Kevin Love withdraws from Team USA
Saturday, July 26, 2014
Kevin Love still doesn't know where he will play next season, his NBA future hanging in the air while a seldom-used league rule complicates a potential trade to Cleveland.
The only thing certain from a basketball standpoint for Love is that he won't be playing for Team USA this summer.
Love had to withdraw from Team USA's roster while the Minnesota Timberwolves field offers for their three-time All-Star, a process that was extended when Cavaliers rookie Andrew Wiggins signed his contract this week.
Love is the latest All-Star to pull out of Team USA, which begins its training camp in Las Vegas next week to prepare for the FIBA World Cup in Spain. In recent weeks the Americans have lost Blake Griffin, LaMarcus Aldridge and NBA Finals MVP Kawhi Leonard. They have 18 players remaining and will choose 12 for the World Cup of Basketball roster.
Love, who won gold medals at the 2012 Olympics and 2010 world championship and was one of the first players to commit to play this summer, told USA Basketball chairman Jerry Colangelo that he would be unavailable for training camp that starts Monday.
"He wants to play but it's a little bit of a sign of the times when you look at the league in terms of contracts, rumored trades," Colangelo said. "All of those circumstances put players in a funny position."
The Cavaliers have been in pursuit of Love since before the draft. Their chances of landing Love, who can opt out of his contract next summer and has told the Timberwolves he wants to play for a contender, increased exponentially when LeBron James chose to return to play in Cleveland.
The Timberwolves have demanded Wiggins, the No. 1 overall draft pick, in a package in return for Love and the Cavaliers have gradually softened on their position to include the dynamic 19-year-old wing player in trade talks.
Under NBA rules, Wiggins cannot be traded until 30 days after he signed his contract with the Cavaliers. That means any possible deal could not be completed and announced by the teams until Aug. 23 at the earliest.
That length of time allows other teams to make offers for Love as well, but also makes it too risky for Love to participate with Team USA. An injury could derail any trade possibilities, so Love had to take the difficult step of informing Colangelo on Friday night that he would not be able to participate.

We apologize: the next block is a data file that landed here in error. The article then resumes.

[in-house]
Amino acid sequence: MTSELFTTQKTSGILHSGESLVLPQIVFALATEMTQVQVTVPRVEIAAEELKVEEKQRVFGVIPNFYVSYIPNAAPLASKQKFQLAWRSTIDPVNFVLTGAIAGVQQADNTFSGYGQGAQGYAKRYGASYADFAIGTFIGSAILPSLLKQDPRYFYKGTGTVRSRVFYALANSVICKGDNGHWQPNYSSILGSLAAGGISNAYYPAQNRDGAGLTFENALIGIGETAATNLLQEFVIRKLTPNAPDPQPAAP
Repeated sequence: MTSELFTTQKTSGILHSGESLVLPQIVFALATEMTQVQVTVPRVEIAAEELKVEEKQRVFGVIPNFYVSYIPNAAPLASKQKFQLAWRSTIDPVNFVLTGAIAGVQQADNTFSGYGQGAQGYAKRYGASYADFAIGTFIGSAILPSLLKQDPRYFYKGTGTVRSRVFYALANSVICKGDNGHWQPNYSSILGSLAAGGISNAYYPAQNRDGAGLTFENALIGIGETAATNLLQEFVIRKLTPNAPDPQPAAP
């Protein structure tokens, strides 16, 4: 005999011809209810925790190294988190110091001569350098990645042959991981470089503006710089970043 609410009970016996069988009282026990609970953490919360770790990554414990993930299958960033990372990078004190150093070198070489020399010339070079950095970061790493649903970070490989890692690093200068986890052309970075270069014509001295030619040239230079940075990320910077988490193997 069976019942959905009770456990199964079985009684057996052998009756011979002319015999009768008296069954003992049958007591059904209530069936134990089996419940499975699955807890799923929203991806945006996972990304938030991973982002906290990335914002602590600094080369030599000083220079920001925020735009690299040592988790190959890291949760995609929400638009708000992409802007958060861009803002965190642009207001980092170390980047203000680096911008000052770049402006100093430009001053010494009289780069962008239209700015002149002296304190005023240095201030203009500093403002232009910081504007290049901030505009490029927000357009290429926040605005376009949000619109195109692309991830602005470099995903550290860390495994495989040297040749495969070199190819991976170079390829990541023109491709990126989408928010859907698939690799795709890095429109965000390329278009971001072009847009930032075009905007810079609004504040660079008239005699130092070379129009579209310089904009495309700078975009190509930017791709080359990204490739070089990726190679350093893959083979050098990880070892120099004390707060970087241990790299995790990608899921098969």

It had to be a tough call for Love to make. He has long held playing for Team USA as one of the highest honors possible and has referred to his experience of winning gold in London as the pinnacle of his young career. While other big stars like James were stepping away from the team to get some rest this summer, Love took pride last year in joining with Kevin Durant to be among the first elite players to recommit to the World Cup team.
"I think he truly is remorseful," Colangelo said.
Love was a vital piece to the London team, giving the Americans a rebounding presence and a much-needed big man to stretch the floor. But Colangelo said the team would be able to get by without him, pointing to an experienced roster and rising star Anthony Davis, who was on the Olympic team but played only sparingly.
"It's not like there's a barrel full of power forwards that can rebound and shoot the ball like Kevin Love," Colangelo said.
But in international competition, where teams generally play smaller than they do in the NBA, players such as Indiana's Paul George and Dallas Mavericks forward Chandler Parsons could help fill the void. DeMarcus Cousins, Andre Drummond and Kenneth Faried are the other big men on the roster that could give the Americans a presence in the paint.
"Someone is going to have an opportunity to step up," Colangelo said. "We're kind of anxious to get started to look at this."
AP Basketball Writer Brian Mahoney contributed to this report.
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